Qualifications, Experience and Ability

Google has this certification program for individual search marketers. If you are a ‘Qualified Individual’ you are eligible to tell others that you are Google AdWords Certified and eligible to use a little logo that says “AdWords Qualified Individual Google” on your homepage. Google says “you can also put your Individual Qualification on a resume.” Well, la dee da!

What must one do to enter this elite brotherhood of Qualified Individuals? Google says (1) “Pass both the Fundamentals exam and one of our three advanced exams” and (2) “Agree to our program Terms and Conditions”.

That’s it. Pass two multiple-choice exams and agree to the Terms and Conditions. No experience necessary.

Well, OK. Let’s say I get my Google Qualification and ‘hang a shingle’, so to speak – I set up a website advertising my services, put my Google Qualified Individual logo on the page, along with my e-mail address and phone number, and manage to get a client or two. I then spend the next couple of years as search marketer, buying ad space on Google and doing what I think will help my clients get to the top of Google’s natural results as well.

But let’s say that I don’t do these things right. I do some stuff right, most stuff wrong, and much of the time have no clue which is which. My clients aren’t elated by my work, but they’re happy enough to stick with me.

After a couple of years, a big advertising firm contacts me and I interview for a job with them. I’ve put my Individual Qualification on my resume. Of course, I mention that I have several years Experience doing online marketing too.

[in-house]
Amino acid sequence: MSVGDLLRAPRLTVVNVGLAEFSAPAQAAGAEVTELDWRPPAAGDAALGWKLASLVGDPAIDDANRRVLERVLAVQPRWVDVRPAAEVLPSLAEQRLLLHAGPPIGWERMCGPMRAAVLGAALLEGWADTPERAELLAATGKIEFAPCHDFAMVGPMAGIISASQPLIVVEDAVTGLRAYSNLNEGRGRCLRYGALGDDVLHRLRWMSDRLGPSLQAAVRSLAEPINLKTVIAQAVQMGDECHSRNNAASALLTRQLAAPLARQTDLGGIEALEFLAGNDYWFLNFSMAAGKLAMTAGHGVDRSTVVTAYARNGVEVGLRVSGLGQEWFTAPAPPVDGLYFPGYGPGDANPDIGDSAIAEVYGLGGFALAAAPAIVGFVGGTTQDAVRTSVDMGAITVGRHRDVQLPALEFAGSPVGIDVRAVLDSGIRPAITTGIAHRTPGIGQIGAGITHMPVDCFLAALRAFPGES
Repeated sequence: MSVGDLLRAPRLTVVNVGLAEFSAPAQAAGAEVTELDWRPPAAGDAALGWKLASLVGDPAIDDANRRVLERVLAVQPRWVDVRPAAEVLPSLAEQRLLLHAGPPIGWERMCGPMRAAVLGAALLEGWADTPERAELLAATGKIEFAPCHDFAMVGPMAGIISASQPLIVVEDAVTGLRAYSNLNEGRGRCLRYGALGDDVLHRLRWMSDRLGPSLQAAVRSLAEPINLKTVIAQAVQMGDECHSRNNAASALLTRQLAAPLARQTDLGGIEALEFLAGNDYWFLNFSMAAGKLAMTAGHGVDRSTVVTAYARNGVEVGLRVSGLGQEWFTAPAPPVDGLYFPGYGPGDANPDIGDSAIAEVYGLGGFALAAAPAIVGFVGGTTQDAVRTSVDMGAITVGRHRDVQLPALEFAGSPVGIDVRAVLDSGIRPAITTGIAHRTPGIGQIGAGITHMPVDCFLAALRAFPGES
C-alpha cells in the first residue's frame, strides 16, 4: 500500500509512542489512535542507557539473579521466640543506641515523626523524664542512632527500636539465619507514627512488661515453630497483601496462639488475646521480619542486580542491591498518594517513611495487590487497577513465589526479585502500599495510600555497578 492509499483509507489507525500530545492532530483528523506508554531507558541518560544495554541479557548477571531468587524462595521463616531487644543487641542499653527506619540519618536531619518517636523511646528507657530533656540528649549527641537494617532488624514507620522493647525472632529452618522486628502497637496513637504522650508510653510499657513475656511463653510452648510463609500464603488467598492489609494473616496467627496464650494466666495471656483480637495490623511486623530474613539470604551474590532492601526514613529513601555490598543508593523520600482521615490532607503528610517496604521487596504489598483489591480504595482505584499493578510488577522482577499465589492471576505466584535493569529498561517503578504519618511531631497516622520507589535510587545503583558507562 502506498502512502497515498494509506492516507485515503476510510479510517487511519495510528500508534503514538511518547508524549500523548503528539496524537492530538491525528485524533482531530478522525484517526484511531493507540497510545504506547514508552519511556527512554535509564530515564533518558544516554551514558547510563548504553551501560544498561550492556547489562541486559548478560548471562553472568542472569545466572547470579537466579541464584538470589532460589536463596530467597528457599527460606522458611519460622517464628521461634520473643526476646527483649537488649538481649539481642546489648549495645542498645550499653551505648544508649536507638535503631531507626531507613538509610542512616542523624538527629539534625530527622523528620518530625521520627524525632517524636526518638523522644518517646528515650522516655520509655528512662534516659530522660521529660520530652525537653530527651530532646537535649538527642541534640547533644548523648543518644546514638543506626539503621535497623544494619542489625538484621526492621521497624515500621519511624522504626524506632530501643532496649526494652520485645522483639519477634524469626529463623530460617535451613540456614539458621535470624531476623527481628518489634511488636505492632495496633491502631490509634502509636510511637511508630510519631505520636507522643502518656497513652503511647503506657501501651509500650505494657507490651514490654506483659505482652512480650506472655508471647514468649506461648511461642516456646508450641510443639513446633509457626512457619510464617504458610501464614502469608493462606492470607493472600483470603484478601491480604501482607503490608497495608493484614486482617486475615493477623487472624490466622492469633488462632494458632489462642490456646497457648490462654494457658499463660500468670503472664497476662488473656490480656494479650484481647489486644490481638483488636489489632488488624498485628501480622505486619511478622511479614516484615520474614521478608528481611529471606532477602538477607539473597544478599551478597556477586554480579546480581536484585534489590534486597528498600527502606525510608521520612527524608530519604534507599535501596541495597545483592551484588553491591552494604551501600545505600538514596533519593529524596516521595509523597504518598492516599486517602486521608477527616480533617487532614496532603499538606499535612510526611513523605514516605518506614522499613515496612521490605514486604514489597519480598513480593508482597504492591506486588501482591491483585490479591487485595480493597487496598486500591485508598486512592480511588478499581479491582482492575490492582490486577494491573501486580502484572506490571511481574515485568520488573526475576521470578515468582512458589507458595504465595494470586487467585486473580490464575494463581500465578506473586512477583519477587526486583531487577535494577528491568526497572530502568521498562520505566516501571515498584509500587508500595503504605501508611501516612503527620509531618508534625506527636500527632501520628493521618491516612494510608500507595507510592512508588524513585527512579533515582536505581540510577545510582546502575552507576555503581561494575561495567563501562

So the firm asks me to review bids for an existing client of theirs. They ask me to look at how some of their webpages are set up. They ask me about new AdWords features that have arisen since I got my certification. And I do poorly on everything they ask.

You see, a few years Experience doing something wrong is not a plus. Yet if you look at resumes, they consist almost entirely of Qualifications and Experience. One of the first sections will often list educational background – the schools the applicant has attended, degrees obtained and grade point average. Another large section will be devoted to previous jobs held and pertinent experience in whatever field the job is in.

If my band needs a lead guitarist, a 12 year old shows up to audition and she absolutely blows everyone away, should we ask “Yes, but are you a Professionally Certified guitar player?” Should we ask “But tell us, how many years of Experience do have playing guitar?” Or should we simply ask “What’s your bedtime and how much money are you asking for?”

Qualifications and Experience mean nothing compared to Ability. So throw the resume away and just start shredding the axe.

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